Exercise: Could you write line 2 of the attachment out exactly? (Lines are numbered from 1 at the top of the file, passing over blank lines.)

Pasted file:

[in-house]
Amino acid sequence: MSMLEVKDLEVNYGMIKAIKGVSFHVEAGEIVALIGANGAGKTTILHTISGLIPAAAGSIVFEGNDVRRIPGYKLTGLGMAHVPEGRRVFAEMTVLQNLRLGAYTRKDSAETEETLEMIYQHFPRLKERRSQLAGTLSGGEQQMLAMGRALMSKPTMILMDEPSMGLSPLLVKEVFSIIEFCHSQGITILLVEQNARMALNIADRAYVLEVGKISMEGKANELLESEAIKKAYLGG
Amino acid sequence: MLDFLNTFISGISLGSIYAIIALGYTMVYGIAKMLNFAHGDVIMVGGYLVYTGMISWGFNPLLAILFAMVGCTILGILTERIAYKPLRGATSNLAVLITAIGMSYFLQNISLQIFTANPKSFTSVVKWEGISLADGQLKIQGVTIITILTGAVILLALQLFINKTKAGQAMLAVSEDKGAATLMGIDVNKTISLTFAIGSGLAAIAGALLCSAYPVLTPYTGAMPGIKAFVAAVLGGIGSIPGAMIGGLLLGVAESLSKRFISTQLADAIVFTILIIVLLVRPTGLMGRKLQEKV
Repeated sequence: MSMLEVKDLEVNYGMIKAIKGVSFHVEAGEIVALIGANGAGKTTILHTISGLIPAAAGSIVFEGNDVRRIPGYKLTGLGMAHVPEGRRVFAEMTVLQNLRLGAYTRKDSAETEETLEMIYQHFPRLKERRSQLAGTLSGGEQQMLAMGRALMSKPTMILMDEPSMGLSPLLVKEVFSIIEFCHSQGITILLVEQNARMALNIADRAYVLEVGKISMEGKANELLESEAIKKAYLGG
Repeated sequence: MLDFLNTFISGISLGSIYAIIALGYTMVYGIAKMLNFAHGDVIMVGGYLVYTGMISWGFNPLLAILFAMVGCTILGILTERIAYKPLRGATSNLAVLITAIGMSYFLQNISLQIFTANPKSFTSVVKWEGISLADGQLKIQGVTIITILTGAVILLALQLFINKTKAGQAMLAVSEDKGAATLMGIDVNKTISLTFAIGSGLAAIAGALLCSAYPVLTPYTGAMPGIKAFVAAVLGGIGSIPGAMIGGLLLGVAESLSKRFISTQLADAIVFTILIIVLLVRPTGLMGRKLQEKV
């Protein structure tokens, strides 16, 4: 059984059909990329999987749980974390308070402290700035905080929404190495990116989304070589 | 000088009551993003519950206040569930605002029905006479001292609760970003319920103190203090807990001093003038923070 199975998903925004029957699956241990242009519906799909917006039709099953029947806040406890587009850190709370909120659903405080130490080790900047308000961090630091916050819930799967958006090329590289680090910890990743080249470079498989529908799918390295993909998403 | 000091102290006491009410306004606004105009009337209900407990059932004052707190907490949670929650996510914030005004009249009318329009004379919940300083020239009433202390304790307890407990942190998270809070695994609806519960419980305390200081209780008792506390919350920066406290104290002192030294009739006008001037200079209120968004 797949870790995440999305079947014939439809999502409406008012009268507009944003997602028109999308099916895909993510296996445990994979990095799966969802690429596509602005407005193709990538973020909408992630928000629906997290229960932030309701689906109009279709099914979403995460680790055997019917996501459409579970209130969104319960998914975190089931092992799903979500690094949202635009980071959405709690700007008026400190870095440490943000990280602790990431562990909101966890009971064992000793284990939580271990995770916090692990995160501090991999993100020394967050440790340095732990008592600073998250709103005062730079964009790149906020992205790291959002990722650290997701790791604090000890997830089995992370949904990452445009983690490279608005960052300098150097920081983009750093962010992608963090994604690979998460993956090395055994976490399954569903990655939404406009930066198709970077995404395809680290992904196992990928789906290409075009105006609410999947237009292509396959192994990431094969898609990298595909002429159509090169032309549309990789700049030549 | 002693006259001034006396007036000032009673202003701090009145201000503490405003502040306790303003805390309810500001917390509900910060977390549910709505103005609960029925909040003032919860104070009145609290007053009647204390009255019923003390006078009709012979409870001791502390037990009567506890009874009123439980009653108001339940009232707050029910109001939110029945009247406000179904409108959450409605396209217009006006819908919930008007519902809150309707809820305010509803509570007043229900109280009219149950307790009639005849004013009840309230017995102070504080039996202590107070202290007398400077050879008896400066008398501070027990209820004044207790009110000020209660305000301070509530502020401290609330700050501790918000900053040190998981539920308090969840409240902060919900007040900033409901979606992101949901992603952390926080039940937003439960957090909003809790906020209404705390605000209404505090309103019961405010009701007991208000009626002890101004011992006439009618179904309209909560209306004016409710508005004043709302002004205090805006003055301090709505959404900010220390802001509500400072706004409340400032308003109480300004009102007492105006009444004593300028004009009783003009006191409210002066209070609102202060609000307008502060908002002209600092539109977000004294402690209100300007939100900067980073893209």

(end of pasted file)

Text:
Amino acid sequence: MSMLEVKDLEVNYGMIKAIKGVSFHVEAGEIVALIGANGAGKTTILHTISGLIPAAAGSIVFEGNDVRRIPGYKLTGLGMAHVPEGRRVFAEMTVLQNLRLGAYTRKDSAETEETLEMIYQHFPRLKERRSQLAGTLSGGEQQMLAMGRALMSKPTMILMDEPSMGLSPLLVKEVFSIIEFCHSQGITILLVEQNARMALNIADRAYVLEVGKISMEGKANELLESEAIKKAYLGG